Anything where you confront your own mortality is life-altering, whether it’s disease, a car accident or combat.

Have we as a society gotten better at helping soldiers return from war?
There are some things you just can’t return from. Most of those guys saw someone they really loved die in front of them. It’s not a realistic expectation that you can reset that clock to zero.

I think the government is getting better at dealing with the effects of combat. My opinion is that one of the most difficult things about combat is having to give it up, having to give up the very secure and close bond created in a small unit in a situation like that.

Not wanting to give up combat? Is that a surprise?
People see combat through a paradigm of trauma. But there are also psychologically positive things that happen within a small group that cannot be duplicated back home. That’s another way of looking at PTSD [post-traumatic stress disorder]. And it’s serious. I think it’s as serious as the trauma component.

How do the soldiers handle that?
That’s why they all wanted to go back. They didn’t want to go back because it was traumatic, but because it was a place where they understood what they were supposed to do. They understood who they were. They had a sense of purpose. They were necessary. All the things that young people strive for are answered in combat. And it’s going to take them years to answer those things in a satisfactory way in the civilian world.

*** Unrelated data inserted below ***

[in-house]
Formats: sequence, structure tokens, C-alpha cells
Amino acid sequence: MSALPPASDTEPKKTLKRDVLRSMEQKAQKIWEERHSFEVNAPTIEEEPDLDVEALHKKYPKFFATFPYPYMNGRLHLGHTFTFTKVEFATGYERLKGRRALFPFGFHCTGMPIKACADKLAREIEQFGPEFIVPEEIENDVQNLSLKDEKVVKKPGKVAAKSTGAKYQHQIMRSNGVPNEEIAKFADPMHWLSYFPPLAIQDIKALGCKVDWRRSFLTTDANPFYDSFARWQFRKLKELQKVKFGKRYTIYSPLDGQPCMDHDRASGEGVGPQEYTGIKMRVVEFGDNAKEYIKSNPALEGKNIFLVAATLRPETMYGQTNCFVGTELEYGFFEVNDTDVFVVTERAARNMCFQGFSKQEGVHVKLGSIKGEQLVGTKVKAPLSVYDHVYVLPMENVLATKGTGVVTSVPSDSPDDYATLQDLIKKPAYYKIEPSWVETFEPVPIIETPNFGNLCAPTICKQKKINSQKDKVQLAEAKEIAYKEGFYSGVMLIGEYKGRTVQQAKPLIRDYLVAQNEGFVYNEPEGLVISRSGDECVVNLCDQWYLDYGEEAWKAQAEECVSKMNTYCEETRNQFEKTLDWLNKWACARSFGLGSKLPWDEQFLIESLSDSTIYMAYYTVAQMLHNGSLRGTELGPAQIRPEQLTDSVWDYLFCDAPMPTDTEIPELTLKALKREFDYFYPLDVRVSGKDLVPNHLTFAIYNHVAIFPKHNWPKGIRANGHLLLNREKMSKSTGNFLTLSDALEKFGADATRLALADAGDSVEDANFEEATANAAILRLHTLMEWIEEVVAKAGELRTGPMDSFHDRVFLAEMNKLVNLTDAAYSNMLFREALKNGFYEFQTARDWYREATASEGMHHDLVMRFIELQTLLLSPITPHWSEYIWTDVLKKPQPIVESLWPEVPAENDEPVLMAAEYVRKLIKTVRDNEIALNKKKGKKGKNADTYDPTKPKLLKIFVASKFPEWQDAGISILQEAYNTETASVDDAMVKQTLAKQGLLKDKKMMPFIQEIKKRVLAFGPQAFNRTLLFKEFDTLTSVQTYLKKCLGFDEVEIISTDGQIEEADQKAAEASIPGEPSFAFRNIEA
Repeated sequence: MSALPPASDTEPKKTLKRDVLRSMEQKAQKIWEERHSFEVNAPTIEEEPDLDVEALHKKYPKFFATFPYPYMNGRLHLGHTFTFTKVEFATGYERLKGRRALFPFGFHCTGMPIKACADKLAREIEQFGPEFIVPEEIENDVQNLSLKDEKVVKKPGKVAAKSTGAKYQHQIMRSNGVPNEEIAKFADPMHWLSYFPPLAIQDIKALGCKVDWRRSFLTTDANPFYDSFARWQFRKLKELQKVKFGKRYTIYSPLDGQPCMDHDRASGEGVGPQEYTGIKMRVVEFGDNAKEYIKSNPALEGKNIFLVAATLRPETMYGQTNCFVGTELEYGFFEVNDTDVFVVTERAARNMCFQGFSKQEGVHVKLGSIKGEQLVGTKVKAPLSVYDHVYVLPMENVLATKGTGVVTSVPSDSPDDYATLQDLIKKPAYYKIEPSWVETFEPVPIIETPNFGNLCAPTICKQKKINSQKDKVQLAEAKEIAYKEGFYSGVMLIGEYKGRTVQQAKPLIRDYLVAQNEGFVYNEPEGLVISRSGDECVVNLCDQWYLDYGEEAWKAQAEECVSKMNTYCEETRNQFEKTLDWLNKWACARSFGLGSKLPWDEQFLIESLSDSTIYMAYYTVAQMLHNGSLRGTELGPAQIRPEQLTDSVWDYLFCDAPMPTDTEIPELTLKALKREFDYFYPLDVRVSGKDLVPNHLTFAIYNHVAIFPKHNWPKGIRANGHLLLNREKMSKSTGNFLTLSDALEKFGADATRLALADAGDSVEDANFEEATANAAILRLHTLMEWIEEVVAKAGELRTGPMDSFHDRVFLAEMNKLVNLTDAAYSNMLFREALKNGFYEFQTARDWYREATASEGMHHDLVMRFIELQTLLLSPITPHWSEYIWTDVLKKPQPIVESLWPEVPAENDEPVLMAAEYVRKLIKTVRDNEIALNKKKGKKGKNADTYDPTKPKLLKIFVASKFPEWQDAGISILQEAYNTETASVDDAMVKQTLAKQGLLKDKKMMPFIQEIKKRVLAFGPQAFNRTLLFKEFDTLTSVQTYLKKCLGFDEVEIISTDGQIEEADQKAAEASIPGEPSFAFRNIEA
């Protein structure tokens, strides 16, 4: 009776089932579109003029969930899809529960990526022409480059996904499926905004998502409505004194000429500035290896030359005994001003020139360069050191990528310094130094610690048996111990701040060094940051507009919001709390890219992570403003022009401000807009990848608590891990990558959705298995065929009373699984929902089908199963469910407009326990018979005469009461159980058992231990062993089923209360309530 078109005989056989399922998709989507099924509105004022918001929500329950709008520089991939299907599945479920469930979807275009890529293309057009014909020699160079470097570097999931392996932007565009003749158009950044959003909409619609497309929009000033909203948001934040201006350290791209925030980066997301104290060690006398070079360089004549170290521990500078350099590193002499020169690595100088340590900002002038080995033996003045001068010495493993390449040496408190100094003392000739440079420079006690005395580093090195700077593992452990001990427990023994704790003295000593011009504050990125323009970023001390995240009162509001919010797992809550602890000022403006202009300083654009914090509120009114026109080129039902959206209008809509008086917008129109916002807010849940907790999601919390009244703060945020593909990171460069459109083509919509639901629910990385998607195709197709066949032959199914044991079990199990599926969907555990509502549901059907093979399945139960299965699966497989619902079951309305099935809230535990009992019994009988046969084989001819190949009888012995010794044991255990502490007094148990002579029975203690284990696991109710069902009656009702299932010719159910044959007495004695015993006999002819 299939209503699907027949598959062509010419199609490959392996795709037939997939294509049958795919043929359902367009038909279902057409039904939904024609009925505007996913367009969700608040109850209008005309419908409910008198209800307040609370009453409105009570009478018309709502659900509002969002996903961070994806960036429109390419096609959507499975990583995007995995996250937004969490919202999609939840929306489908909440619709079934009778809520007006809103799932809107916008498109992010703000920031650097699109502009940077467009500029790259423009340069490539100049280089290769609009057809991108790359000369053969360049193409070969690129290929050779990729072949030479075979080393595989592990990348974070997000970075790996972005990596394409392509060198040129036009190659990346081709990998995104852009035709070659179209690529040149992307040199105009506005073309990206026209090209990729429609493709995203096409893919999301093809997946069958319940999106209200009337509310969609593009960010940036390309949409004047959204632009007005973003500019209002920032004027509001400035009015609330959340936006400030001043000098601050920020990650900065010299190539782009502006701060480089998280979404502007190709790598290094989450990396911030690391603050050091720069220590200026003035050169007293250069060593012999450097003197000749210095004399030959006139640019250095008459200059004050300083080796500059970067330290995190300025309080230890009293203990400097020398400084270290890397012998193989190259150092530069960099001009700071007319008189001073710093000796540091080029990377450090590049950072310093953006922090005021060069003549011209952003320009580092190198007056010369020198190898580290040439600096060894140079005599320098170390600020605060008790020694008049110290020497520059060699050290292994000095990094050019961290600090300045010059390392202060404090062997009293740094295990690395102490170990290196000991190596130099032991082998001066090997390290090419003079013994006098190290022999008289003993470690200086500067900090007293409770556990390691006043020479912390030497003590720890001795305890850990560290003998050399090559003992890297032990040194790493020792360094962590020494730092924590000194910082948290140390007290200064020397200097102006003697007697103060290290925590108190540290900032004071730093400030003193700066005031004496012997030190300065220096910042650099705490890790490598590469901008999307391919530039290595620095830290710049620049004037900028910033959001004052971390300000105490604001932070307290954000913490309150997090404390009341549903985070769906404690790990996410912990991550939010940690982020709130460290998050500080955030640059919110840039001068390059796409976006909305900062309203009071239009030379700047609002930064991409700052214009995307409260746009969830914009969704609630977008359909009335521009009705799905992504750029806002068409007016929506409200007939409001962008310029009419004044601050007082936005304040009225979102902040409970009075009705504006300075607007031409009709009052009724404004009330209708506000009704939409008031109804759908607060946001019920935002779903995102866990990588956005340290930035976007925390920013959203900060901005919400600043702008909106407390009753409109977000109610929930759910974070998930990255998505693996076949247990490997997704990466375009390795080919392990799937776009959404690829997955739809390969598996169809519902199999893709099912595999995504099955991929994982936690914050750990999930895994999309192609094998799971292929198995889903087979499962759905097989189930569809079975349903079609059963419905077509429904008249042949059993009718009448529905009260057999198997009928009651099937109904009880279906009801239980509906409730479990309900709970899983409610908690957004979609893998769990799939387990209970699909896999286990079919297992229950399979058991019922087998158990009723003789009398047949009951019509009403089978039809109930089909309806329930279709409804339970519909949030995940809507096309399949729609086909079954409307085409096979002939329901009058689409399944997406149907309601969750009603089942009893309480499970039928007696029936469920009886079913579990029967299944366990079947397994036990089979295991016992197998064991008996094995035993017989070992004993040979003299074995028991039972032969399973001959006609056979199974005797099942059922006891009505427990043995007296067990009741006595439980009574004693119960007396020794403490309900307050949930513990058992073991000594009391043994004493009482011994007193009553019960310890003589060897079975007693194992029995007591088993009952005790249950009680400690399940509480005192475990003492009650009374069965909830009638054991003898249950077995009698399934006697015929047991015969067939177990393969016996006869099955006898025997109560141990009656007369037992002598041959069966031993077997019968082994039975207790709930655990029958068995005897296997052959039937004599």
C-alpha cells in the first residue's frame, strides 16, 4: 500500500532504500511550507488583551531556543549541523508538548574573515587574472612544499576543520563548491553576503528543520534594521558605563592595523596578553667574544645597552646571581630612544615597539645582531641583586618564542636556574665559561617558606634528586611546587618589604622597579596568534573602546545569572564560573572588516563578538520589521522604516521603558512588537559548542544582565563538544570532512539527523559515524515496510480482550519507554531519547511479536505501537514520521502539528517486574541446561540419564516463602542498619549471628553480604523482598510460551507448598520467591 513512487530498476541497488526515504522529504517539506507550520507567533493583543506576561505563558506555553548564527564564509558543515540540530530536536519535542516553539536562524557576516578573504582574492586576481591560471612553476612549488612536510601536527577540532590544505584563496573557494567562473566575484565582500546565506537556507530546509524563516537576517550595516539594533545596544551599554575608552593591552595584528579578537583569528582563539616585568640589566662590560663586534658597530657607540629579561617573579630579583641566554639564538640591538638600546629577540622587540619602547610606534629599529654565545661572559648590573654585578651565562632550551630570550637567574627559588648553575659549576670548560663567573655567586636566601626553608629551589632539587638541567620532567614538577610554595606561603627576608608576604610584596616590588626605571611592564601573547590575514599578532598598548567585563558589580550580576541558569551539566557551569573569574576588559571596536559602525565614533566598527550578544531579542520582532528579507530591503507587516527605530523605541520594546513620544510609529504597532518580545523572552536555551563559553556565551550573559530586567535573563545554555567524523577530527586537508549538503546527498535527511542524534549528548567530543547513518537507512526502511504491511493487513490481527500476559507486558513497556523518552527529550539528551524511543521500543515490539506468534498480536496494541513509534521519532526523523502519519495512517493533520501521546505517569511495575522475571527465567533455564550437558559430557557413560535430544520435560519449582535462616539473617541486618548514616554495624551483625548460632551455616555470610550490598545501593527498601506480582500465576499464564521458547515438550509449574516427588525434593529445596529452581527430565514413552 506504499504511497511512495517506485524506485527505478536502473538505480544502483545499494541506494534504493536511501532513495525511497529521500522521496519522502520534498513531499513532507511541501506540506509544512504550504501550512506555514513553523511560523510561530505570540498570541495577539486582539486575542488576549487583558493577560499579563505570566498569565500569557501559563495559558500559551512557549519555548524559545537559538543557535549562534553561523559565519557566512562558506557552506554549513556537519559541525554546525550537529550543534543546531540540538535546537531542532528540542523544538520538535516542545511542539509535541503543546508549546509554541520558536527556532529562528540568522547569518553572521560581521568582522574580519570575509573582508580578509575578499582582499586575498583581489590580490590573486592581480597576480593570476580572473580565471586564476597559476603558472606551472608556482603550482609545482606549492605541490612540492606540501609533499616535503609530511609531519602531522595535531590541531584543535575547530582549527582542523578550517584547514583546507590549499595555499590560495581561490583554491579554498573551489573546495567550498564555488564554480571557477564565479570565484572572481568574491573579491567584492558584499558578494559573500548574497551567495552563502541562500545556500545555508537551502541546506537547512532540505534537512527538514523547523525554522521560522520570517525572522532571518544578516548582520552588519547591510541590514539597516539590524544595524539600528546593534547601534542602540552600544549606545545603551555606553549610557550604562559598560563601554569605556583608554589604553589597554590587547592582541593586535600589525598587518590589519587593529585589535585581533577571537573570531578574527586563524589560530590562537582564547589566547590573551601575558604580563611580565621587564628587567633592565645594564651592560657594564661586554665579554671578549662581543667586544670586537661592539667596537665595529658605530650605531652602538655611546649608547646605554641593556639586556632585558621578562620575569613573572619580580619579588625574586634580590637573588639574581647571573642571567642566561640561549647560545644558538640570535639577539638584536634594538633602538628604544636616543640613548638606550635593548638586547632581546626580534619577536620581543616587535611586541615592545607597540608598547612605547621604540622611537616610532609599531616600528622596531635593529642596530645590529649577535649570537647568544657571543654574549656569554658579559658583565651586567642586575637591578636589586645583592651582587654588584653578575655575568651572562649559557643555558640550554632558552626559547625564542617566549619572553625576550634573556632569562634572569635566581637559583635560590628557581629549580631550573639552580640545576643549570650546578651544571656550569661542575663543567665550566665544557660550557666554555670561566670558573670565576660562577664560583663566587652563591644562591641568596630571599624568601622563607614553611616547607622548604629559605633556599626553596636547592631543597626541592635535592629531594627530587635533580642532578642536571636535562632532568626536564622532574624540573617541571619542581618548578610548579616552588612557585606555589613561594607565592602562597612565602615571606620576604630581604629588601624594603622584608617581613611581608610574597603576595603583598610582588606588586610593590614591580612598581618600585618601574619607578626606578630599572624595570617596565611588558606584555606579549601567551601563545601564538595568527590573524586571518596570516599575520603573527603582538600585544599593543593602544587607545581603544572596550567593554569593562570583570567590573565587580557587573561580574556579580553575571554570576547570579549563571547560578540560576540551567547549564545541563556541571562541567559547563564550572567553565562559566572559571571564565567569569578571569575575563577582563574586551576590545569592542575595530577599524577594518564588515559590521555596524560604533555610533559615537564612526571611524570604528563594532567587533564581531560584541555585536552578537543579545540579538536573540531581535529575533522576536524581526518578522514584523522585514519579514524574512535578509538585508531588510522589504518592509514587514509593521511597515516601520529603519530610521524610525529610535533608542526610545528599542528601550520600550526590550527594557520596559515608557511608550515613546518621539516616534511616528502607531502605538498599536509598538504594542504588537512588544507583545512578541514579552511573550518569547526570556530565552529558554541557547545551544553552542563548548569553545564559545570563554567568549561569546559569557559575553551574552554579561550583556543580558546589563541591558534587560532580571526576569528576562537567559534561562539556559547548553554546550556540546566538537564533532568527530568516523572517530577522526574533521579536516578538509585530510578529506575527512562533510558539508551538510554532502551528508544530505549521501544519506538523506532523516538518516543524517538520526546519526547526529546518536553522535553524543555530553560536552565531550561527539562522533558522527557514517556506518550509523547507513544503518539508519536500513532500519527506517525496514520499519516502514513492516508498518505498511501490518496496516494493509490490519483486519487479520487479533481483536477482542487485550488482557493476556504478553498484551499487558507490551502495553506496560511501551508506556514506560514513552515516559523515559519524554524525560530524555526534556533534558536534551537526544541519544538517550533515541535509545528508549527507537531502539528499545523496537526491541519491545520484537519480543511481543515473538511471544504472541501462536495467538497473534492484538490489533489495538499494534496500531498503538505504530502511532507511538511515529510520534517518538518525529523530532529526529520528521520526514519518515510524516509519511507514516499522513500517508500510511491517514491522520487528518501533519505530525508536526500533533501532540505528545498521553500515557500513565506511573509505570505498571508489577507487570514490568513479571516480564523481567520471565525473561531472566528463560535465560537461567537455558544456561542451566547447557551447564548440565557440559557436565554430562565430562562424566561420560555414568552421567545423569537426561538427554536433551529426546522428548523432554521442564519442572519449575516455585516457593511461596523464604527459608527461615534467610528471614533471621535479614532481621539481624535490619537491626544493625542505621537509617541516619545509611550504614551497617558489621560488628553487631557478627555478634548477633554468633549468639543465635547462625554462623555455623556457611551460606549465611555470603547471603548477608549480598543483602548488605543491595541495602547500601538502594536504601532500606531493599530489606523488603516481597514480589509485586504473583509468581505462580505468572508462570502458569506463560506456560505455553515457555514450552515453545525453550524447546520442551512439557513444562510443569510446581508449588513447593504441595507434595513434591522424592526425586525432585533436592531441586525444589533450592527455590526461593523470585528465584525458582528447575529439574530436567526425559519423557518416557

Did this 15-month frontline experience change you?
I think so. I just get emotional about things that otherwise would have left me unmoved, before. That happened to everyone in the platoon.

How were they changed?
The guys were almost alarmed by it. They’d ask, “Why do we keep crying about stuff that’s not sad?” Life things happen and trigger emotional responses, and they were not used to that. The same thing happened to me, and I think it was the aftereffect of this very close bond. There’s post-traumatic stress disorder, but there is also the positive side that’s known as “traumatic growth,” the positive changes that come with a traumatic experience.

Is that what you saw happening with the soldiers?
The experience really opened them up; it opened me up. I find myself getting choked up about things that don’t have an obvious emotional charge. A lot of guys in the platoon commented on the same thing. Some even complained about it, asking, literally, “Why are we turning into girls”?